Weighted average in Excel: Calculate it in 3 simple steps

# Weighted average in Excel: Calculate it in 3 simple steps

## Key information

A WEIGHTED AVERAGE corresponds to a type of average where it is possible that the numbers used have a different influence on the result, thus assigning more importance to some than to others. Although Excel does not have a function that allows us to calculate it directly, we can calculate it using the SUMPRODUCT and SUM functions.

## The basics

• Purpose: He weighted average It is a type of average where the different observations or numbers are accompanied by a number that determines their influence on the result (“weights”).
• Characteristics: To generate a weighted average we use Excel functions SUMPRODUCT and ADDITION. The SUMPRODUCT function allows us to select two columns of data, and then provide the sum of the products. In SUMAPRODUCTO it is necessary that the matrices have the same dimensions.
• Syntax:

=SUMPRODUCT(array1;[array2];[array3];…)

=SUM(number1;[number2];…)

• Arguments:
• SUMPRODUCT:

matrix1 = First selection of numbers that I want to multiply and then add. If only one matrix is included, the function will only add the numbers.

[matrix2], [matrix3]… = Optional. Other selections of numbers that I want to multiply and then add. You can have up to 255 extra arrays

• SUMPRODUCT:

number1 = First of the numbers to add.

number2 = Optional. Other numbers that you want to add.

## How does a weighted average work?

As we already mentioned, a weighted average (also known as a weighted average) is simply an average where the data we use may have different relative importance. This means that certain numbers may have more influence on the final result than others. To understand what we mean, let's look at the following example:

As we can see in the example, in this case the weighted average has the same result as the simple average, since the relative importance of each observation (or “weight”) is the same (25%). However, if now one of the observations has a greater influence:

In this case the exam has twice as much importance in the result as the other tests. As the exam is the highest grade and its influence increases with respect to the previous example, the weighted average goes up. On the other hand, the simple average remains the same, since it does not depend on the weights, but rather they are all equal by definition.

## Step 1: Using SUMPRODUCT in the weighted average

The first step to calculate the weighted average in Excel is to select the data we want to use and enter it in the SUMPRODUCT function. As we already mentioned, what we need is a selection of data containing the numbers we want to average along with a column indicating their “weights”. In the following example we have the evaluation of the attributes of a product, along with its influence on the final evaluation:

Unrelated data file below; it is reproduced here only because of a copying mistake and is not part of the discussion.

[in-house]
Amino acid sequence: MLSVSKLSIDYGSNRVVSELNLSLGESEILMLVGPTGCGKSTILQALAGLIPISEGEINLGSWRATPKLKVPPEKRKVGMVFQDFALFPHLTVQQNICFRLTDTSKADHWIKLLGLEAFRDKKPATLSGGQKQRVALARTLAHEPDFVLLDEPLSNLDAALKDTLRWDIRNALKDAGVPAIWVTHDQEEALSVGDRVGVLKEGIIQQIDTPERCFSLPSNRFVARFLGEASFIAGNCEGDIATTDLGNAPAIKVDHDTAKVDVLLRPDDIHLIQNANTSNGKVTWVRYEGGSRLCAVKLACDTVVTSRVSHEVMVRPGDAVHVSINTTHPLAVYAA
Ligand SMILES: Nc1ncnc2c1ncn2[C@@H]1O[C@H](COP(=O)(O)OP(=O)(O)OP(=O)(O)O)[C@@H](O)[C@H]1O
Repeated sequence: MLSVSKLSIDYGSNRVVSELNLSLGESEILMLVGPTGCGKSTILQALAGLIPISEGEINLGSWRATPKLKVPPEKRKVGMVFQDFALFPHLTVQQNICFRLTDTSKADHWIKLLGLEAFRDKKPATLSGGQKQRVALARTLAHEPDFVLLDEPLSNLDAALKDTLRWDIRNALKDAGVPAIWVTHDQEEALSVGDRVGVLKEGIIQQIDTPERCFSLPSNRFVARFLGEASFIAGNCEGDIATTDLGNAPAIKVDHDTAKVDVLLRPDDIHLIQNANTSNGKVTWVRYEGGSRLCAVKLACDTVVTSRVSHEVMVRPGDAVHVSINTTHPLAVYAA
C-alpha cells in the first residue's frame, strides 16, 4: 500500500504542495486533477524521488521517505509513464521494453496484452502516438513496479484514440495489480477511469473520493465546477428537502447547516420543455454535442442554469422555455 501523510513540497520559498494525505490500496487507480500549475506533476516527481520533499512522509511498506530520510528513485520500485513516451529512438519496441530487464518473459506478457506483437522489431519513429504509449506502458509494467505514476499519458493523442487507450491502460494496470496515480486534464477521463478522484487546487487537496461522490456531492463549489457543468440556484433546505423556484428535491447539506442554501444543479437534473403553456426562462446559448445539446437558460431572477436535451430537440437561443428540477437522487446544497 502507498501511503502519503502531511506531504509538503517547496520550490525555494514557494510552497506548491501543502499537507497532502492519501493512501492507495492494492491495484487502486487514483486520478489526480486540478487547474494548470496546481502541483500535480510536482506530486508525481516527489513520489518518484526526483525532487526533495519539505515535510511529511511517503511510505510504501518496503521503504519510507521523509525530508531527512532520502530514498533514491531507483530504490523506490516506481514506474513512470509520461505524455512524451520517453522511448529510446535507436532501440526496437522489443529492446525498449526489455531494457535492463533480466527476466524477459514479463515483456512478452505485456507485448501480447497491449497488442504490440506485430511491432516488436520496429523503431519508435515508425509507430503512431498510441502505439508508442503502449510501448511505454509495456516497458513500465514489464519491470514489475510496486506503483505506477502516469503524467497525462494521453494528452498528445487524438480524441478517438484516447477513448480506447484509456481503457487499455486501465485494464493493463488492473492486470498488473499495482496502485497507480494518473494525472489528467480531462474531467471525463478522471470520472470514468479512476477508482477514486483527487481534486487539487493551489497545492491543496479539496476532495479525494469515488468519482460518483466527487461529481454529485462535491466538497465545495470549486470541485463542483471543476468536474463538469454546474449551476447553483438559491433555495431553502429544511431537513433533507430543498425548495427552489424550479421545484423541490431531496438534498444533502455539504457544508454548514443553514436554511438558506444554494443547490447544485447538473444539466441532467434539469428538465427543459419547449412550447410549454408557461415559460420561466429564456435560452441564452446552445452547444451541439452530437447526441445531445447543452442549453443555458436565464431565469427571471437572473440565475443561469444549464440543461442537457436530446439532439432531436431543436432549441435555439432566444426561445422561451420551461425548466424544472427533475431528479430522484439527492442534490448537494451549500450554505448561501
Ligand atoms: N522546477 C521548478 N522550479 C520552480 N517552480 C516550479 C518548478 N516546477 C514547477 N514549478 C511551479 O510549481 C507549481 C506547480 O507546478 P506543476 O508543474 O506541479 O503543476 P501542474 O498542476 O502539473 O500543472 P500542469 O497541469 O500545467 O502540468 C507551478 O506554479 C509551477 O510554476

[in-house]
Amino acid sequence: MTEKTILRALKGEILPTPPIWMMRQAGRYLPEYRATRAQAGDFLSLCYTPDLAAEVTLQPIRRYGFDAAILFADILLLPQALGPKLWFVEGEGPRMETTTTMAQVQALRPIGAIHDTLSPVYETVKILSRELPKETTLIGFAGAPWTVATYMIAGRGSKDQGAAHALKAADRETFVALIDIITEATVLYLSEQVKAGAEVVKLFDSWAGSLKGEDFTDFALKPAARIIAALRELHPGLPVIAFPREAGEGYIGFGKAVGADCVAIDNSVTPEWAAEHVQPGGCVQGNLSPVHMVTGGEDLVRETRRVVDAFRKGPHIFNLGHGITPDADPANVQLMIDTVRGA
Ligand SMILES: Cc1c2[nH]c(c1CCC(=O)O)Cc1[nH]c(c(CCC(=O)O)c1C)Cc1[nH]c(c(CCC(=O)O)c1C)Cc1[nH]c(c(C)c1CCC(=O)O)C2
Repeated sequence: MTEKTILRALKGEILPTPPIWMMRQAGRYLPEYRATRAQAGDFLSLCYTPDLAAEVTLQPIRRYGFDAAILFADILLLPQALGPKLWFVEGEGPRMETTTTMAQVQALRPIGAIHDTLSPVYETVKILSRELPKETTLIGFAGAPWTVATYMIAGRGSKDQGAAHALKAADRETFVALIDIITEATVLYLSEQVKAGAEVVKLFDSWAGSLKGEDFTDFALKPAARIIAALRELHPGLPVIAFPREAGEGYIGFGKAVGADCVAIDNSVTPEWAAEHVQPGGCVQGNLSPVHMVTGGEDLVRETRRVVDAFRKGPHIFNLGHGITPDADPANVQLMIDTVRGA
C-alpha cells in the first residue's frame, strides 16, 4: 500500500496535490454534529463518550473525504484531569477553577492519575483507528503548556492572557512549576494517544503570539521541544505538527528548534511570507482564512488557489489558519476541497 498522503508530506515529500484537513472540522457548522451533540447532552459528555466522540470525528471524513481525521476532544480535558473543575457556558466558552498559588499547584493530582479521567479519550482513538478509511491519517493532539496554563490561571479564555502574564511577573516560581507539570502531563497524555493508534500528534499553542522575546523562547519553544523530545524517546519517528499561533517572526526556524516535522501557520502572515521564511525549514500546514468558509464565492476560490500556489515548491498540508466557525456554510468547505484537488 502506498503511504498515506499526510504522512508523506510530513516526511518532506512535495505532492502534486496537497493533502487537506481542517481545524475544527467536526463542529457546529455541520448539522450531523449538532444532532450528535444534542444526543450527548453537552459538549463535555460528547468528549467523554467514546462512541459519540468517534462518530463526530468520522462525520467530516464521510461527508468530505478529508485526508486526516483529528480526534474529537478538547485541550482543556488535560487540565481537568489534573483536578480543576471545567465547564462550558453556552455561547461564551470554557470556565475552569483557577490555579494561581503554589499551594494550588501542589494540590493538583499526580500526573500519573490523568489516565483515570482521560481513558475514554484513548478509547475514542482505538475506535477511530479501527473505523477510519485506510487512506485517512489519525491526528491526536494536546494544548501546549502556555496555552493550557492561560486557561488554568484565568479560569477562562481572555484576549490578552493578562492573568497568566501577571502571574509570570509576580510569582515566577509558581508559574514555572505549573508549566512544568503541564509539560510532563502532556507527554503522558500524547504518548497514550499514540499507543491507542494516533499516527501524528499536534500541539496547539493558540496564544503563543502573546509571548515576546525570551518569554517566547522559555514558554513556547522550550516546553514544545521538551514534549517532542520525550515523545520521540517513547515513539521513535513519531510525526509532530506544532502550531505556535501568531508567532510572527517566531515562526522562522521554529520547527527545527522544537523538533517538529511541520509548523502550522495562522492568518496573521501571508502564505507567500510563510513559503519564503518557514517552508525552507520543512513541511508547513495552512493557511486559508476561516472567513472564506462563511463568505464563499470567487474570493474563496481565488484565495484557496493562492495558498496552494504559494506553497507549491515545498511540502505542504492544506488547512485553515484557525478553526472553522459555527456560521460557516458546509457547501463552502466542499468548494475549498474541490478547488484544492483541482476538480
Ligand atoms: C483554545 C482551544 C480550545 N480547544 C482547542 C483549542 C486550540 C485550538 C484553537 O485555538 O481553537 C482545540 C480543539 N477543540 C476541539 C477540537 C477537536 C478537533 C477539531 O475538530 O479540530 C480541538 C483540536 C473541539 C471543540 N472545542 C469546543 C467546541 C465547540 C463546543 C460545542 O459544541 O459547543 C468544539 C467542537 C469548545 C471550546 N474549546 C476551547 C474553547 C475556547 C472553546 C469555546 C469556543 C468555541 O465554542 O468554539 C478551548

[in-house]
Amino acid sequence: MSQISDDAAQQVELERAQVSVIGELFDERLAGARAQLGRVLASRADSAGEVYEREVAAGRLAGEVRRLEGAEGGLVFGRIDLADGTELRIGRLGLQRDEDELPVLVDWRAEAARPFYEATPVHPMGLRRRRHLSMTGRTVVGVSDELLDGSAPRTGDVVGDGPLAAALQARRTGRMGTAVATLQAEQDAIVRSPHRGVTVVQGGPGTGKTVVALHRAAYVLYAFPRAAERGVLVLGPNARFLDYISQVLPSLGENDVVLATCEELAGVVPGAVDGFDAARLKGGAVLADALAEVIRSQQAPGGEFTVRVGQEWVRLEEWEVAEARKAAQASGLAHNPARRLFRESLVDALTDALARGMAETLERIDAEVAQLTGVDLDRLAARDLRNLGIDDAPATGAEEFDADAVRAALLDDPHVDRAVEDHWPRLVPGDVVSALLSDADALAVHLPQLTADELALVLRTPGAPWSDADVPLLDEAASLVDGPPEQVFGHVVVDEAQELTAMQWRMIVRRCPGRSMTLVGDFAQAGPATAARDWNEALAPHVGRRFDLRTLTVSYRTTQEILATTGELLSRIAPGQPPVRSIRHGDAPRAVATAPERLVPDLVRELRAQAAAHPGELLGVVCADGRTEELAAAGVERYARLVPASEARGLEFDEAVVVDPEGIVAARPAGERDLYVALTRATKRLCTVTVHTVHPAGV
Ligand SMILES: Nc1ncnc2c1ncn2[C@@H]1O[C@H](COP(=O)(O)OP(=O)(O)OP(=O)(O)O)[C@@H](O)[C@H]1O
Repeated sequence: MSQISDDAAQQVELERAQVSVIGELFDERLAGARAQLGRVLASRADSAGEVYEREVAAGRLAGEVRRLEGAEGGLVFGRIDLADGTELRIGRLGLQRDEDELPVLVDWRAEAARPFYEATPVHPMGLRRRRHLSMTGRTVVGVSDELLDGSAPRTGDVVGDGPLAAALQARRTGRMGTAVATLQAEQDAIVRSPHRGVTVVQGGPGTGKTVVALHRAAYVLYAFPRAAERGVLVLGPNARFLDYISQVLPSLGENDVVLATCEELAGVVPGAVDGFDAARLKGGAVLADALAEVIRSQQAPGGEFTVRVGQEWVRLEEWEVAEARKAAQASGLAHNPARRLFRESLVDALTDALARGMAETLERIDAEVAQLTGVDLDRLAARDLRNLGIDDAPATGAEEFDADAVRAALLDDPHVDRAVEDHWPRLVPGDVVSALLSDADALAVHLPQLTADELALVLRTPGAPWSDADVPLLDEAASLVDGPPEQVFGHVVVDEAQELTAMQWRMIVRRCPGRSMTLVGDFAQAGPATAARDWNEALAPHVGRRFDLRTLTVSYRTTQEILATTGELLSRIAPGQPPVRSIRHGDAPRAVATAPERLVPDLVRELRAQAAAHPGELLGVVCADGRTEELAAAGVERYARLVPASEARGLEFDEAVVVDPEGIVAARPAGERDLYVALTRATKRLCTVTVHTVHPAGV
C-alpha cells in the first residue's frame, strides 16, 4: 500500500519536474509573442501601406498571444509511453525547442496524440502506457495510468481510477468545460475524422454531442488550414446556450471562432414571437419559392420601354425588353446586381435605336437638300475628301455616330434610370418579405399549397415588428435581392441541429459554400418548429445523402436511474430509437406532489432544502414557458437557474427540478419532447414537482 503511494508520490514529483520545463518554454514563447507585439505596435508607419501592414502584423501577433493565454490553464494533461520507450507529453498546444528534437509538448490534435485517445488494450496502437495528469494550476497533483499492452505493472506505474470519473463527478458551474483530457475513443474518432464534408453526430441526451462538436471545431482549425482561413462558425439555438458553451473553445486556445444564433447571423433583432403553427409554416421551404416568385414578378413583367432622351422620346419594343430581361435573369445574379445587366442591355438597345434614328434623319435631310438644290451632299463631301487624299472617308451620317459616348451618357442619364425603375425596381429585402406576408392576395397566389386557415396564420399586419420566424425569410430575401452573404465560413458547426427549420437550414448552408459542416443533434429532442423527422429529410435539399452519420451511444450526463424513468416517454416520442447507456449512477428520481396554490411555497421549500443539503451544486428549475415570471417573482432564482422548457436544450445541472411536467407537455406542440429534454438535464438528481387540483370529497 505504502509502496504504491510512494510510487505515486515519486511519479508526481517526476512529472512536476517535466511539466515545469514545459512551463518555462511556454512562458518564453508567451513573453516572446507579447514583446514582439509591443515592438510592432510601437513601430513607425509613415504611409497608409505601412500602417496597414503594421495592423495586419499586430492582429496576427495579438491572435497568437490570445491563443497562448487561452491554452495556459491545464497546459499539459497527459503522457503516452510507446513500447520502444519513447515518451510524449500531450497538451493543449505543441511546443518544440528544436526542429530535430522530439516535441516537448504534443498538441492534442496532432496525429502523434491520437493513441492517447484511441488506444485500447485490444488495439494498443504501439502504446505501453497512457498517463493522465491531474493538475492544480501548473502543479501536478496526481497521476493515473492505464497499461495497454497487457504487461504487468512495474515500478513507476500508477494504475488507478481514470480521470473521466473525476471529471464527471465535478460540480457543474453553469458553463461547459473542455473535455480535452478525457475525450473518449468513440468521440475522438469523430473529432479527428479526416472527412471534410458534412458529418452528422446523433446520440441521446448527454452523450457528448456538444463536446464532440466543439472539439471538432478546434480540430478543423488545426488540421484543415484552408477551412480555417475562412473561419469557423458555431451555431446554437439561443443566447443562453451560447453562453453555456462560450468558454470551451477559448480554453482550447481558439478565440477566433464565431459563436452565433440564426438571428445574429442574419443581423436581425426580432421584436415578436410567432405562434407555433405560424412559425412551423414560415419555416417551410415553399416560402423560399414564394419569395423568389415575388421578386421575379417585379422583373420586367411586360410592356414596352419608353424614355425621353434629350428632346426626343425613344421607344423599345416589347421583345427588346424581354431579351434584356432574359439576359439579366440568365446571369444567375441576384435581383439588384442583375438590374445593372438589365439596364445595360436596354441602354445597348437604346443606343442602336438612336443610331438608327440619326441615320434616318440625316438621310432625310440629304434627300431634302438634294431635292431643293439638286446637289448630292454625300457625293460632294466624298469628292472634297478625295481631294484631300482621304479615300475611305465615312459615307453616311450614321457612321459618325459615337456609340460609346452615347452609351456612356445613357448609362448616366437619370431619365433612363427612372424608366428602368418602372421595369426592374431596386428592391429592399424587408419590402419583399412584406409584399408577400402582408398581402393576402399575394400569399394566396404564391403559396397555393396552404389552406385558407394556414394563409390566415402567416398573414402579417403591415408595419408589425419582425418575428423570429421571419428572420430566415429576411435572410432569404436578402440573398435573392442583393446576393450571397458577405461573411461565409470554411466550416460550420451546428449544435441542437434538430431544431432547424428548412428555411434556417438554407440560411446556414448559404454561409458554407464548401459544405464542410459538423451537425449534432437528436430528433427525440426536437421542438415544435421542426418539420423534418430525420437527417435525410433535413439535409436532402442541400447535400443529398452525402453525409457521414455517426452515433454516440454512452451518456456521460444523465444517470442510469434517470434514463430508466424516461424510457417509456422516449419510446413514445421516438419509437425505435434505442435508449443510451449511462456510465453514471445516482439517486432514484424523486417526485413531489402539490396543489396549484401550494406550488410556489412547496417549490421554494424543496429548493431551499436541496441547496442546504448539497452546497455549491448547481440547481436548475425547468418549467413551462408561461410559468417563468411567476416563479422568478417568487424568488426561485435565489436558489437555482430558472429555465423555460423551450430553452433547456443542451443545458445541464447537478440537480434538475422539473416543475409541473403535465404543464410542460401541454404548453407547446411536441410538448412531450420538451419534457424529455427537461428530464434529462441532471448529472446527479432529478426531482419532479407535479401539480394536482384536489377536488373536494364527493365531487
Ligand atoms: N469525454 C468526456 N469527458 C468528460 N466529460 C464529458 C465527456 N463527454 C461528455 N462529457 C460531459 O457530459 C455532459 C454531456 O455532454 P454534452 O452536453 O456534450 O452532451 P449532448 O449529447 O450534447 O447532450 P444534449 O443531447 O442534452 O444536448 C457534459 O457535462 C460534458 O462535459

As we see, product attributes have different influences on the result. For example, the “Price” attribute has three times the effect of the “Brand” attribute in the weighted average formula.

We can see that the arguments of the SUMPRODUCT function are:

• matrix1 = C3:C6 = Numbers to average (“Note” Column)
• matrix2 = D3:D6 = Influence of each number on the result (“Weight” Column)

With this function Excel will multiply each number by its corresponding weight, and then add the results. So in the weighted average example you will first multiply 75 by 2, then 40 by 3, and so on. Adding the results we obtain the following:

## Step 2: Using SUM in the weighted average

The second step in the formula to obtain weighted average in Excel consists only of adding the weights using the SUM function. This is done because the weights can be any number, but it is necessary to see their effect with respect to the total. For example, a weight of 5 is not much when the total is 100, but it is when it is 10. Returning to our example:

With which we obtain the following:

## Step 3: Calculating the weighted average

Having now the two components of our weighted average formula in Excel, the only thing left to do is divide the result of the SUMPRODUCT by the SUM of the weights:

Thus arriving at the weighted average:

As we can see the weighted average of the attributes is 56.

It is not necessary for each of the functions to be in a different box, we can include everything in the same one:

## Weights as part of a total

One way to avoid having to include the SUM function when calculating the weighted average in Excel is to represent each weight as part of the total, that is, dividing each by the total sum of weights. Returning to the previous example, we divide each peso by the total number of pesos (8):

Ninja Tip: The most common thing is to work with the adjusted weights in percentages.

Thus, it is only necessary to apply SUMPRODUCT to obtain the weighted average, since the relative importance will be given by the adjusted weight:

Ninja Tip: To make sure you are adjusting the weights correctly, make sure they add up to 1, or 100% if you are working with percentages.

Which gives the same result of 56:

Ninja Tip: If you want to continue learning about Excel formulas and functions, visit the following post.

#### Christopher Diaz

Commercial engineer and Master in Finance from the Pontifical Catholic University. Special interest in topics related to corporate finance, private equity and real estate investment.

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